Magda closed the distance between them and came to stand beside Bertha, breathing hard. When Bertha pulled herself onto the seat beside Rhodie, Magda started to follow. Mose raised his hand to stop her.

“Hold up there.” He looked over at Bertha. “Her, too?”

Bertha nodded.

Mose cut his eyes back at the wood and then shrugged. “Guess one more can’t hurt. But she’ll have to sit atop that stump. Ain’t no more room on the seat.”

Magda adjusted her shawl around her shoulders and sniffed. “I refuse to straddle a cypress stump all the way to Vale Street.”

“Suit yourself,” Bertha said. “But it’s a long walk. Let’s go, Mose.”

Mose lifted the reins and clucked at the horse. Magda grabbed the wooden handgrip and pulled herself onto the wagon just as it started to move. Arranging her skirts about her, she perched on the tall stump like Miss Muffet. “Well, what are you waiting for?” she asked. “Let’s go.”

Laughing, they rolled through Jefferson listing and creaking, ignoring the stares and whispers. When the rig pulled up across from Brooks House, even the spectacle they made couldn’t compete with Bessie and her traveling companion.

The couple stood on the street beside their luggage, the carriage nowhere in sight. They seemed at the end of a heated discussion, given his mottled face and her missing smile.

When Bertha noticed the same sick-cow expression on the faces of the gathered men and the same threatened look on the women’s, she became more determined than ever to learn Bessie’s secret.

The man with Bessie growled one more angry word then hefted their bags and set off up the path. Not until Bessie followed him and disappeared through the shadowy door did the town resume its pace.

Mose gulped and found his voice. “She looked as soft as a goose-hair pillow. Who is she?”

Bertha scooted to the edge of her seat and climbed down. She dusted her hands and smoothed her skirt before she answered. “I don’t know, but I intend to find out.”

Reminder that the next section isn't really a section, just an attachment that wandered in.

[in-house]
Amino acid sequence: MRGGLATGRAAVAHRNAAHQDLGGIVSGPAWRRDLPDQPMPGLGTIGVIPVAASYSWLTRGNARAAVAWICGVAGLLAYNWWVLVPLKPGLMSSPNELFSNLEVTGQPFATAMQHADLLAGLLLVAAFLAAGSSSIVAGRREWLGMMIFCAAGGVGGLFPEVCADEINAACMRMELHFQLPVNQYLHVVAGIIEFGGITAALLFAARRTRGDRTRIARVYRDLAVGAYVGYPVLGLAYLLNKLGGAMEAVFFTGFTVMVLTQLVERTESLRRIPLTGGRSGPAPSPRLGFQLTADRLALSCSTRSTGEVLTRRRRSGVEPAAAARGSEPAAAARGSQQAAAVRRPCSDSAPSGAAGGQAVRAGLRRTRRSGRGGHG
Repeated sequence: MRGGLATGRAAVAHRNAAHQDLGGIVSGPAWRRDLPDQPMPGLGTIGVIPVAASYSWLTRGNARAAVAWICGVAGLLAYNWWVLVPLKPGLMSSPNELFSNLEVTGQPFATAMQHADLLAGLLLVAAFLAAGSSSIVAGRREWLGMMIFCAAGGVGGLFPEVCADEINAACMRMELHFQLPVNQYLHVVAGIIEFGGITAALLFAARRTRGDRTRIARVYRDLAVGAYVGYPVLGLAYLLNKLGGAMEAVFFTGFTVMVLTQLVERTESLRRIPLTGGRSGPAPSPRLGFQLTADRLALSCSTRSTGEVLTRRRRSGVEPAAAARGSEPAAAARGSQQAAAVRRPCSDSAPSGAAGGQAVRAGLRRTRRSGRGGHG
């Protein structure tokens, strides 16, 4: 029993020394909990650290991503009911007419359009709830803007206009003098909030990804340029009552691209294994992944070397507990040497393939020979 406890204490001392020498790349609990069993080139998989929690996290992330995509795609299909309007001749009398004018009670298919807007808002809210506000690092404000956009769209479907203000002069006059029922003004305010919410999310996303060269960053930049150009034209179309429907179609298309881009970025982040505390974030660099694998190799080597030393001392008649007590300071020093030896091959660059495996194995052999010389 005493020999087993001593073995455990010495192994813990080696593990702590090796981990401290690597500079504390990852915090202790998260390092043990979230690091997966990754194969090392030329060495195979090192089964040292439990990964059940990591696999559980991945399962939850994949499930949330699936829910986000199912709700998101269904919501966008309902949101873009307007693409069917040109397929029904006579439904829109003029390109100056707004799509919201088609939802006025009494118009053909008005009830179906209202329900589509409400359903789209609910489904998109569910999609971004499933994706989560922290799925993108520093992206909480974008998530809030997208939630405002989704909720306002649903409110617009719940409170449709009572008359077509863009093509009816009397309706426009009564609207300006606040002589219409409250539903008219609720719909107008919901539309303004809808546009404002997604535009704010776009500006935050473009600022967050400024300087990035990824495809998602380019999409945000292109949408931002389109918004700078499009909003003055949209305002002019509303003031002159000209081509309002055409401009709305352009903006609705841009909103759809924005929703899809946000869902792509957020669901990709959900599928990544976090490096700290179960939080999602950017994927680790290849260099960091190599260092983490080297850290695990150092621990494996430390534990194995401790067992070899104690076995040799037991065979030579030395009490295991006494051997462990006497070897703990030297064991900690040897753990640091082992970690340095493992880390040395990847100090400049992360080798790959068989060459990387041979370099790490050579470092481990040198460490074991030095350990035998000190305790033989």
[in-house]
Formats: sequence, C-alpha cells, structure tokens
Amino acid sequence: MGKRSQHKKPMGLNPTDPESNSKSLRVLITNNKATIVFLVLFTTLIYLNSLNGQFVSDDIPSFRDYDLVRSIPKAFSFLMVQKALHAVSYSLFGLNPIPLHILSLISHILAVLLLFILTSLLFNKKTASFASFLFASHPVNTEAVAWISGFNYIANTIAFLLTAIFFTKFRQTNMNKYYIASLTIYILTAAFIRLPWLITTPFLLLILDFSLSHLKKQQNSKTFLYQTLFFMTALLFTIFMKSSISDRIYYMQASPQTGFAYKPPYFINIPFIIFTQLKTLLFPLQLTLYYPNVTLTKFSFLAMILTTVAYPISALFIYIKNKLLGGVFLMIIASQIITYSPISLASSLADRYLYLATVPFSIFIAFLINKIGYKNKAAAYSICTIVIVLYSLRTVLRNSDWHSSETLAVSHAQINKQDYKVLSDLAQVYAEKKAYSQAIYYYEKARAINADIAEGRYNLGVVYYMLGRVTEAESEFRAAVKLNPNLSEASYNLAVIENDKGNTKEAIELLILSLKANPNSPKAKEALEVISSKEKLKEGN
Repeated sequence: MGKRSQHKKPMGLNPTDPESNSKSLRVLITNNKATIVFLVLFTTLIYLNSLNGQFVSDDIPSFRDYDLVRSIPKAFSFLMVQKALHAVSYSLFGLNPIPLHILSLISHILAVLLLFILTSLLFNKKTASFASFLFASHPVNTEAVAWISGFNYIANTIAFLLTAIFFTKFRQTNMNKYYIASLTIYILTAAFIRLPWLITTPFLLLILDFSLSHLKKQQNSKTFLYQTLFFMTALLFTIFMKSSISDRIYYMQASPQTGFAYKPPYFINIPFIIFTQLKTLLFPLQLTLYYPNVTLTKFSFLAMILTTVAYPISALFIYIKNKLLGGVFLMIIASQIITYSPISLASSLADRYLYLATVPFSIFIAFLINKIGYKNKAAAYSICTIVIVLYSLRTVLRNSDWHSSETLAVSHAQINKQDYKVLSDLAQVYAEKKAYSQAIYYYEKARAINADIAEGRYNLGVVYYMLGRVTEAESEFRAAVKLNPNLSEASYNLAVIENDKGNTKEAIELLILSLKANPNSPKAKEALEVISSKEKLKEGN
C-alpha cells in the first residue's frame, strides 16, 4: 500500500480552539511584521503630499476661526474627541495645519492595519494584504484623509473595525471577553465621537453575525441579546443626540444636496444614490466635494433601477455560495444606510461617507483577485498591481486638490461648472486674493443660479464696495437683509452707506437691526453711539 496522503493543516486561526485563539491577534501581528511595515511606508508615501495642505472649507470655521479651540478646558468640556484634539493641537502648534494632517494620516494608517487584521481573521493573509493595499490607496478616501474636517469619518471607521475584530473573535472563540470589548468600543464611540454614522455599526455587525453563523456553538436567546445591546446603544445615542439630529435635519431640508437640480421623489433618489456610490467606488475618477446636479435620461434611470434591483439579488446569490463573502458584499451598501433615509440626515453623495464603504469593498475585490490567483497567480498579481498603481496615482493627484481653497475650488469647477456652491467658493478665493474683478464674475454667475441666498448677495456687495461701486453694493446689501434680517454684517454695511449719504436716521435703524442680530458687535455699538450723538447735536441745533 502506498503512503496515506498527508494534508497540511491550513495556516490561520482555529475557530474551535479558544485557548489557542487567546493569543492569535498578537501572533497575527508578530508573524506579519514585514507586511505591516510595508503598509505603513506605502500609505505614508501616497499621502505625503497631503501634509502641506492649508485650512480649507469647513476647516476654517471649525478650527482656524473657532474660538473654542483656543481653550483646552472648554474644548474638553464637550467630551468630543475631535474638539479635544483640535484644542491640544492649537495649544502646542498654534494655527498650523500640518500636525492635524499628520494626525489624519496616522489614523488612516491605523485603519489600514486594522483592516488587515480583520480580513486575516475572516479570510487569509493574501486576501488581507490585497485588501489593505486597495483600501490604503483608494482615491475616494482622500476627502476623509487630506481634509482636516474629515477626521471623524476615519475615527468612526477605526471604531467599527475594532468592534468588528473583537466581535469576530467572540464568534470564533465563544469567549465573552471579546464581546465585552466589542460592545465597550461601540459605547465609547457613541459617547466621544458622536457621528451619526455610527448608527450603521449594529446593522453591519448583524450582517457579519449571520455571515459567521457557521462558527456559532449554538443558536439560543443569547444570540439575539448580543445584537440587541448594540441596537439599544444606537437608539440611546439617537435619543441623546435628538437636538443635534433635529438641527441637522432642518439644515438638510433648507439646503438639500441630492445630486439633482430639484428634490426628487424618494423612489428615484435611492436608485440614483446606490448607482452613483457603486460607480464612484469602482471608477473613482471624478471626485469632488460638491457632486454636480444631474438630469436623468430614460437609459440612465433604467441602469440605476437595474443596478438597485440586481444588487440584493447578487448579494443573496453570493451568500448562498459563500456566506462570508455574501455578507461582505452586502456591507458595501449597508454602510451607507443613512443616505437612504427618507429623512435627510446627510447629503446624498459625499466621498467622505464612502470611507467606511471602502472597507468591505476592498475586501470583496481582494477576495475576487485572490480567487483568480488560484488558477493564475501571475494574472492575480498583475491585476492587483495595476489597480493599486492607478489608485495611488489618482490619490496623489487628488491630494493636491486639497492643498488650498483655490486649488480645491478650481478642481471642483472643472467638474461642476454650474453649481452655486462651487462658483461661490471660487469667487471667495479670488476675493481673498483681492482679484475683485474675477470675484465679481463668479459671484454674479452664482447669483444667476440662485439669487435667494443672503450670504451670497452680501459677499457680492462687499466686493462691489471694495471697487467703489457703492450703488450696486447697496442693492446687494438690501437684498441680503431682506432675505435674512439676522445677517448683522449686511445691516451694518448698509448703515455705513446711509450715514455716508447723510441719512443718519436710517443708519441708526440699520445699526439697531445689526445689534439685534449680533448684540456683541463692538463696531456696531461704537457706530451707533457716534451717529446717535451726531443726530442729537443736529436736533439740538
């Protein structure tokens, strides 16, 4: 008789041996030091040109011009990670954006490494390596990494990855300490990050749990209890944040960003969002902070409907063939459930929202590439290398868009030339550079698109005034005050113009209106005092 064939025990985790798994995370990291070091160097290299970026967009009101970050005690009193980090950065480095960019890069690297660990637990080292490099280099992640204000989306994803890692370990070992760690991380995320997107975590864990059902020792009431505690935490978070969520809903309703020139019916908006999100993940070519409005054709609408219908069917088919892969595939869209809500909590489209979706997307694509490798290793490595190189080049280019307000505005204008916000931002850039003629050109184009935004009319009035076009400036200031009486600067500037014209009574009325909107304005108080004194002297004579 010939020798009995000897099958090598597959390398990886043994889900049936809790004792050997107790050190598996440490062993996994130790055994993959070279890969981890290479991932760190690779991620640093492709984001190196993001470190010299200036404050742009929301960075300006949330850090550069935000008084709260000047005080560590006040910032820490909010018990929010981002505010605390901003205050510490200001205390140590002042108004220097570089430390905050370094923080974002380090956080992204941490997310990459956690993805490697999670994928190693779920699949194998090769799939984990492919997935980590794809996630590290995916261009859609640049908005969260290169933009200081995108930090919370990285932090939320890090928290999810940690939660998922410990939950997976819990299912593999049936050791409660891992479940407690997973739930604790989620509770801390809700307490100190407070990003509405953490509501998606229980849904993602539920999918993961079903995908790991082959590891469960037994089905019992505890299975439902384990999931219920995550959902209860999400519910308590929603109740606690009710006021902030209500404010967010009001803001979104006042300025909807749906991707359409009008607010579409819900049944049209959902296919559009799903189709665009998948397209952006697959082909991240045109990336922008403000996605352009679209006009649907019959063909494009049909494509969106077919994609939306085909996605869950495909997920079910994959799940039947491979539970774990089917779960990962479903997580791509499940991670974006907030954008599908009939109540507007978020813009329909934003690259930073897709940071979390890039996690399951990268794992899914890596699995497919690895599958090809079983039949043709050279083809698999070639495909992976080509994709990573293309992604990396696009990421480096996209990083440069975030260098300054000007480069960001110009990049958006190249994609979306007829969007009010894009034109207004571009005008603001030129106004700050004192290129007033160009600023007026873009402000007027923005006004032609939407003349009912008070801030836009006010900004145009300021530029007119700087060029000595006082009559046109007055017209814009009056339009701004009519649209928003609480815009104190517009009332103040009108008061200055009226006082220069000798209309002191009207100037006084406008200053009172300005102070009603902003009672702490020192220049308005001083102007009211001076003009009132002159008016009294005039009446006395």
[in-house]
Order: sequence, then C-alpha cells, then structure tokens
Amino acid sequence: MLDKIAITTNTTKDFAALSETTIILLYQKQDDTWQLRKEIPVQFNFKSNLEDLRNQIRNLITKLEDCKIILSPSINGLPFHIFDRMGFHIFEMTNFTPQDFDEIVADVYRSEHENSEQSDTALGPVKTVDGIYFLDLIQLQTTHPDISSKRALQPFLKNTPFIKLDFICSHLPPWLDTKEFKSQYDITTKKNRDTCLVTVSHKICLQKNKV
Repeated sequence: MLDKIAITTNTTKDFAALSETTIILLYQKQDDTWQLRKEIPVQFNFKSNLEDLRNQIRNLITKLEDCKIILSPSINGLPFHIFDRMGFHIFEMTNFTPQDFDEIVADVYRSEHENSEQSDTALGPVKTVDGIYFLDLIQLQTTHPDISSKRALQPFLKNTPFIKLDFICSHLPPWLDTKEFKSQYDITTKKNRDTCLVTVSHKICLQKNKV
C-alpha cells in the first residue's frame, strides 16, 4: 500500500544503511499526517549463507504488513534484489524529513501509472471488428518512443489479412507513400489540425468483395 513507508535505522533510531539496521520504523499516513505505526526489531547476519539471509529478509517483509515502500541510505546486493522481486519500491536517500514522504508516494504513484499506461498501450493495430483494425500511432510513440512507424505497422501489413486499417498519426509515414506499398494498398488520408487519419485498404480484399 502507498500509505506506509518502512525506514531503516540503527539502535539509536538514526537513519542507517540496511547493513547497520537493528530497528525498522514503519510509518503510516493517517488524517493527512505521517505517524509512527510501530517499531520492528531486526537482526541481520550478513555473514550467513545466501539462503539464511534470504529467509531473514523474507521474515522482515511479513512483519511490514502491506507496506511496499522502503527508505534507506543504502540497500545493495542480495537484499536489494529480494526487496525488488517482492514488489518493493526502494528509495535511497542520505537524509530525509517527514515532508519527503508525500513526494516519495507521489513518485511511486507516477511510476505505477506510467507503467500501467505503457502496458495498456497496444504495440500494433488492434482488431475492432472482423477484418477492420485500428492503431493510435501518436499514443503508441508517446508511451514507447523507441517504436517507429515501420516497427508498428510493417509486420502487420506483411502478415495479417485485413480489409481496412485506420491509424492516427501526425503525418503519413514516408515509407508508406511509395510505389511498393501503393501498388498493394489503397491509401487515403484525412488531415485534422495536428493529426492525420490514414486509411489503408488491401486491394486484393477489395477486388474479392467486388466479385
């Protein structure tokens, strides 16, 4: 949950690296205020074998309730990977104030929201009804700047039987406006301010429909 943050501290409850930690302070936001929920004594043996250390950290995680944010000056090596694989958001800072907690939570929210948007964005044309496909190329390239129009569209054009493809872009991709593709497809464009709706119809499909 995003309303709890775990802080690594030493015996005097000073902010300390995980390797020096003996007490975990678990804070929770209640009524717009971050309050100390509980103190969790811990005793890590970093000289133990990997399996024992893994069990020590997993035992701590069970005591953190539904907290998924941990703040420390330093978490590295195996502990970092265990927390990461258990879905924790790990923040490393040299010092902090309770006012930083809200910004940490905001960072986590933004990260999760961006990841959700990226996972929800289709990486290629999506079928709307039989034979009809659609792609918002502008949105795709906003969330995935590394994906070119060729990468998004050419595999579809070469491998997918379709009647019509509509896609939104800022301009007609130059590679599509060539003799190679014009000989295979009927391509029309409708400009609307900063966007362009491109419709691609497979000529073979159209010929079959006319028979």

“Roll up your tongue, Moses Pharr,” Magda said from the back, “and get me off this stump.”

Mose hopped to the ground and hurried around to help Magda.

Rhodie, twirling her copper braid, grinned down at Bertha. “What are you going to do, Bert?”

Magda answered for her. “She’s going to get us into trouble, that’s what.”

Bertha took her by the hand. “Stop flapping your jaws and come on.”

They waved goodbye to Mose and Rhodie then hurried across the street, dodging horses, wagons, and men—though their town wasn’t nearly as crowded as it had once been.

Jefferson, Queen City of the Cypress, lost its former glory in 1873, when the United States Corps of Engineers blew the natural dam to kingdom come, rerouting the water from Big Cypress Bayou down the Red River to Shreveport. Once a thriving port alive with steamboat traffic, when the water level fell, activity in Jefferson, the river port town that had earned the title “Gateway to Texas” dwindled. To that very day, in fits of Irish temper, Bertha’s papa cursed the responsible politicians.

But through it all, Jefferson had lost none of its charm. Brooks House was a prime example of the best the town had to offer, so it seemed only right that someone like Bessie might wind up staying there.

Bertha and Magda positioned themselves outside the hotel and hunkered down to wait—the former on a mission, the latter under duress. It didn’t take long for the girls to learn a good bit about the captivating woman and her cohort. Talk swirled out the door of the hotel soon after the couple sashayed to the front desk to register under the name of A. Monroe and wife, out of Cincinnati, Ohio.

The gentleman, if he could be counted as such, addressed the woman as Annie or Bessie, when he didn’t call her something worse. The two quarreled openly, scratching and spitting like cats, and didn’t care who might be listening. By the time the story drifted outside, the locals had dubbed her Diamond Bessie due to her jewel-encrusted hands, and it seemed the name would stick.

Bertha shaded her eyes with her hands and pressed her face close to the window. “I don’t see her anymore, Magda. I guess they took a room.”

“Of course they took a room. Why else would they come to a hotel?”